What makes what fast?

Discussion in 'Mac Basics and Help' started by oddou, Oct 20, 2006.

  1. oddou macrumors newbie

    Jun 25, 2006
    I dont know in what forum to post this question. Maybe here...

    So, I was wondering what in the computer makes what faster. Instead of asking "Do i need more RAM?" Im going to flip it around and ask this:

    - If i want the scrolling in Iphoto go faster - what should i consider upgrading?
    - If i want the thumbnails in finder to show up faster - what should...
    - If i want the opening of huge files (50mb) in Illustrator to go faster - .....
    - starting up programs..
    - watching a movie while i render files in PS without lag...

  2. WildCowboy Administrator/Editor


    Staff Member

    Jan 20, 2005
    Maxing out your RAM will help all of those situations.
  3. reflex macrumors 6502a

    May 19, 2002
    RAM for the first 2 points, RAM and hd speed for the last ones.
  4. SmurfBoxMasta macrumors 65816


    Nov 24, 2005
    I'm only really here at night.
    get a fast(er) hd
    make sure all files are indexed
    stop/kill/eliminate all unnecessary background apps/processes
    clear/empty all caches
  5. MacBoobsPro macrumors 603


    Jan 10, 2006
  6. SPinc33 macrumors member

    Sep 19, 2005
  7. robbieduncan Moderator emeritus


    Jul 24, 2002
    Processor speed does effect all of the above but in general it has much less effect that adding RAM or speeding up the harddrive as these are normally the major bottleneck. If you are ripping DVDs or rendering lots of video the CPU speed can be the bottleneck but again lots or RAM and fast hard drives help.

    If you do not have enough RAM your CPU will be starved of things to do as it will have to wait for instructions to be loaded of your harddrive. If your harddrive is slow then it will take longer to load each image etc which will again leave your CPU hanging around. If you have lots or RAM and a fast harddrive then your CPU can be kept busy. At this stage either a fast CPU or more CPUs may help.

    In the example of watching a video file whilst rendering something once the IO subsystems are fast enough 2 resonable CPUs will probably be better than 1 amazingly fast one as there are 2 tasks happening at once. More and more apps these days are multi-threaded which means that we are likely to see increases in overall speed by increasing the number of execution cores. Which is why we will get quad-core CPUs next year :D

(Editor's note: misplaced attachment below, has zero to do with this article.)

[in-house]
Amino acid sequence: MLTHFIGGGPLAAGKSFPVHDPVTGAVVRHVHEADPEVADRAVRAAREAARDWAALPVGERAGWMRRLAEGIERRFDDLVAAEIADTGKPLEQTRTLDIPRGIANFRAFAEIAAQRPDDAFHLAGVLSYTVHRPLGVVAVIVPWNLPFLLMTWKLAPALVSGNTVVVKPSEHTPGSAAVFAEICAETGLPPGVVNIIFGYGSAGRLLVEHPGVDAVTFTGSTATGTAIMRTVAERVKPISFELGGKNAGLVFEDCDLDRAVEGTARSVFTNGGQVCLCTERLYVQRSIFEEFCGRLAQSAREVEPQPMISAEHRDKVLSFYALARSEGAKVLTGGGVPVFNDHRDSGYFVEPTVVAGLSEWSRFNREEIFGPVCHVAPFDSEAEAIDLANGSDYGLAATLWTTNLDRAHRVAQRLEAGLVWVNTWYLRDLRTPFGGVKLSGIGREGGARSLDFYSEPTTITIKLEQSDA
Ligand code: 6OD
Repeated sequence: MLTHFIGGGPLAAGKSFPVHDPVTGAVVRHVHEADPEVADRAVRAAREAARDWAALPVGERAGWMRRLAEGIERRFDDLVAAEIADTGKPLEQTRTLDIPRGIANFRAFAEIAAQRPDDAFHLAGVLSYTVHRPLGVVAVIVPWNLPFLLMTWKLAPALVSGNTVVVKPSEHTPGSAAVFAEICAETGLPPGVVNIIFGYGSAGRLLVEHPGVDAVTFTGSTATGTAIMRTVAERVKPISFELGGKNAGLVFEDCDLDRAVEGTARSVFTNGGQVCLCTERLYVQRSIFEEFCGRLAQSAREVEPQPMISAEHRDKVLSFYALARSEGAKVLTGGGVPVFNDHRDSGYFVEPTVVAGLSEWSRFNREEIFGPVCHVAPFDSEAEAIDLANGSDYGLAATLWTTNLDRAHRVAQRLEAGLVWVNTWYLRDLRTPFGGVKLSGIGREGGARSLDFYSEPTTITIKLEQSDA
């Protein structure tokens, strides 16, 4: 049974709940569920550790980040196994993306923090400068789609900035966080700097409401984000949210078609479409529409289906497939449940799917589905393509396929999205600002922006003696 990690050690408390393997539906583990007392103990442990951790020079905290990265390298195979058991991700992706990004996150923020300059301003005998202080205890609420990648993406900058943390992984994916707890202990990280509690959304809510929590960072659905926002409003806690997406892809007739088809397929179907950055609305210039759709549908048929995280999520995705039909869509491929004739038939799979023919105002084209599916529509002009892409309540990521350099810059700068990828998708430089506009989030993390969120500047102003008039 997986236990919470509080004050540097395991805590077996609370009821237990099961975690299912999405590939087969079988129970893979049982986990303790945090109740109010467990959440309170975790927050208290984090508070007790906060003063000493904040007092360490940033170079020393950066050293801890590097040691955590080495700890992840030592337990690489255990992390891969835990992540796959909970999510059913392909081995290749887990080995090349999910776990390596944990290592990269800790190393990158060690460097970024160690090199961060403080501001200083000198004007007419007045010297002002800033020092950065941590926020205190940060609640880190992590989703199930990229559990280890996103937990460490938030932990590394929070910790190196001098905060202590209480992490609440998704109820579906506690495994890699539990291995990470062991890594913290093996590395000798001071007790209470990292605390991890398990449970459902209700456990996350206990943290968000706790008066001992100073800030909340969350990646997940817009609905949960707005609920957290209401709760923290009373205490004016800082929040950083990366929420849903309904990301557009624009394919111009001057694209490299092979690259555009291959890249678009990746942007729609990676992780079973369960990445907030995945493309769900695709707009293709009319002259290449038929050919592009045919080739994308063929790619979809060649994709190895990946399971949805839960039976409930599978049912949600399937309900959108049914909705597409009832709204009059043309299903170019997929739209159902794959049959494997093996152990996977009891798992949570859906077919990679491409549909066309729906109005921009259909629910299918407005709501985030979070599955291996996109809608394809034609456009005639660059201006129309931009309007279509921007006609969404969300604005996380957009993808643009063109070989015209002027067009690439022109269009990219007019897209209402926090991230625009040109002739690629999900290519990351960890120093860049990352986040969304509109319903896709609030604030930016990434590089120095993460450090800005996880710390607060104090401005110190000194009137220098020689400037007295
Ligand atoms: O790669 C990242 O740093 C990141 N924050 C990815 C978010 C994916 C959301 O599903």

8. PCPurpleCinnamo macrumors newbie

    Apr 29, 2013
    How to make it faster:

    what you need is either more RAM, you should check to see how much you have first. if you have more than 8 GB of RAM than that is standard issued, but you can never go wrong with just getting more.

    you could also get a cashe drive which will make everything load amazingly fast. it would make it boot up faster, open things faster. just overall speed enhancement.

    But what you should do before you go out spending all that money is to defrag you computer and see if that is it, and make sure that you computer is scheduled to do it automatically at time it would be on, and you were't using it.
  9. benwiggy, Apr 29, 2013
    Last edited: Apr 30, 2013

    benwiggy macrumors 68020

    Jun 15, 2012
    Nonsense. This isn't Windows 95. OS X automatically minimizes fragmentation when saving files, and the effect of fragmentation has very little effect on the performance of the system.
  10. Jrtesq macrumors member

    Aug 12, 2012
    I have to toss in the obligatory question. You know this thread is over six years old, right?
  11. benwiggy macrumors 68020

    Jun 15, 2012
    No, missed that! :-0 However, it's worth responding to the defrag comment that was made today.
  12. Jrtesq macrumors member

    Aug 12, 2012
    True. Quite true.
  13. simsaladimbamba

    Nov 28, 2010
    Unlikely to get a response by that one time poster though, but clarifying is clarifying.

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